Soccer drill for chesting the ball
Try this soccer coaching drill and 4v4 game to improve chest control skills on the ball.
I was refereeing an U8s game and as they struggled to cope with a very bouncy pitch I thought about this soccer (football) training session from West Ham Academy Director Tony Carr and how I should use the soccer drill to focus my team's ball control skills.
It's frustrating for young players because they are so small any bounce takes the ball up into their bodies where they just want to put a hand on top of the ball to keep it down.
Your players should be comfortable at dealing with balls at whatever height they arrive - so they must be able to control a ball that is too low to head but too high for the thighs.
Players need to be coached in moving into the line of the flight of the ball, arching the back making the chest into a platform and taking the pace off the ball by keeping relaxed.
- First player throws the ball underarm at chest height to second player standing opposite.
- Second player controls the ball with their chest then catches the ball.
- Second player throws the ball at chest height to the first player who chests the ball and catches it.
- Repeat the soccer drill.
Develop the drill
- You can develop this soccer drill so that rather than catch the ball, the receiving player uses the top of their foot to bring the ball under control with one touch before it bounces. The receiving player then passes the ball back.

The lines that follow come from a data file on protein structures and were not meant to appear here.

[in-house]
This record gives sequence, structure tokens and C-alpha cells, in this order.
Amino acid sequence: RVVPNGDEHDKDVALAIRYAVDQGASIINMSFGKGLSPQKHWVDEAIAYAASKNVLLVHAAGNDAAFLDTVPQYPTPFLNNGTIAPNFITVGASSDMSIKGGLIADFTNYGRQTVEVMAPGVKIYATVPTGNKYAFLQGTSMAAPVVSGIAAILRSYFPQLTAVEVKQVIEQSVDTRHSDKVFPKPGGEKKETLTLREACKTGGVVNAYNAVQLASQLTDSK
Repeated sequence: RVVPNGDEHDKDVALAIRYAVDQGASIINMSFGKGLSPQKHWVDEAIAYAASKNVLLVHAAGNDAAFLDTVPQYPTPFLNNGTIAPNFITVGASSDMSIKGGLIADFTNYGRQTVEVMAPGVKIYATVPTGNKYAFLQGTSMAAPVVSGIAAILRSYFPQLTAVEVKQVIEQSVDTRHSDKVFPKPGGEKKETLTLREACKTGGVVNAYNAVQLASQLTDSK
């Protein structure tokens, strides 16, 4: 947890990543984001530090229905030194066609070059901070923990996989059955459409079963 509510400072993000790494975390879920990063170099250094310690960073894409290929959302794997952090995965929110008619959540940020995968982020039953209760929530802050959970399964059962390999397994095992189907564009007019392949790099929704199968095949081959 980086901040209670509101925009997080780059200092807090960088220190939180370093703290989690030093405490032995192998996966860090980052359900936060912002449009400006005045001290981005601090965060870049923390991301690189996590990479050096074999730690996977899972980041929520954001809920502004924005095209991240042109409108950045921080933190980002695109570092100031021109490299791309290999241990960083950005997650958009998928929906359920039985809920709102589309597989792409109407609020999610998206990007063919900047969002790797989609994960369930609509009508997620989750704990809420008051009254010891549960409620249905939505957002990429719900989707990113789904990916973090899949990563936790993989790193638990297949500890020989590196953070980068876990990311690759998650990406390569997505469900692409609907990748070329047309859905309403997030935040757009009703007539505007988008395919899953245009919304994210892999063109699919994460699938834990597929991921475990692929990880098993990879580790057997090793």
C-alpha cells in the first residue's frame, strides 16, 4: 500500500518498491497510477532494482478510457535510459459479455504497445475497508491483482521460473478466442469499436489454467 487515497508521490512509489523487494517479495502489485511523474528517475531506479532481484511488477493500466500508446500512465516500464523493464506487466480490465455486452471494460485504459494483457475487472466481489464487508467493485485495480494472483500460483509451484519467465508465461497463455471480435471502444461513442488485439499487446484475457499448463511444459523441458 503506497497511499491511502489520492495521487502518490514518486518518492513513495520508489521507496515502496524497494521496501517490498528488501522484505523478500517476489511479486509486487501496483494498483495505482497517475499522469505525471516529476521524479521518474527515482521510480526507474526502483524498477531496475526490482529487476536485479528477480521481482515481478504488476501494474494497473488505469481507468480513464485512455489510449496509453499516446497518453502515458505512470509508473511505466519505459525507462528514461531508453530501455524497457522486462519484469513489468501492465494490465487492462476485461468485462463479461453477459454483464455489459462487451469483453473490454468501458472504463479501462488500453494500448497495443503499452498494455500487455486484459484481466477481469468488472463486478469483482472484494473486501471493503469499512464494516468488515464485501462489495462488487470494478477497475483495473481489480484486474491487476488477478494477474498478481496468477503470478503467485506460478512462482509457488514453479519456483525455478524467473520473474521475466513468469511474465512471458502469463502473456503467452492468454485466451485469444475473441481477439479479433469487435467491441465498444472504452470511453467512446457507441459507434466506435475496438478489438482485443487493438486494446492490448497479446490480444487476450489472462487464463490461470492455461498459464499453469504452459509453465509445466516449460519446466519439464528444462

- The next development involves the receiving player chesting to the left or right. To deflect the ball to one side they turn the upper body on contact.
- Before the ball bounces, the receiving player uses the top of their foot (use the right if turning right) to control and guide the ball in their chosen direction, ready to dribble. Make sure players practise turning both left and right (2).
Put the drill skills into a game situation
To incorporate these soccer skills in a game situation, you can try this 4v4 game.
A target player throws the ball to one of the attackers, who ideally controls it on the chest – into space and away from pressure – before passing to a team mate. The ball has to be played to a team mate before the attacking team can pass the ball back to either target player. Award points for every successful chest control and pass, and for every time a defender intercepts or wins the ball.
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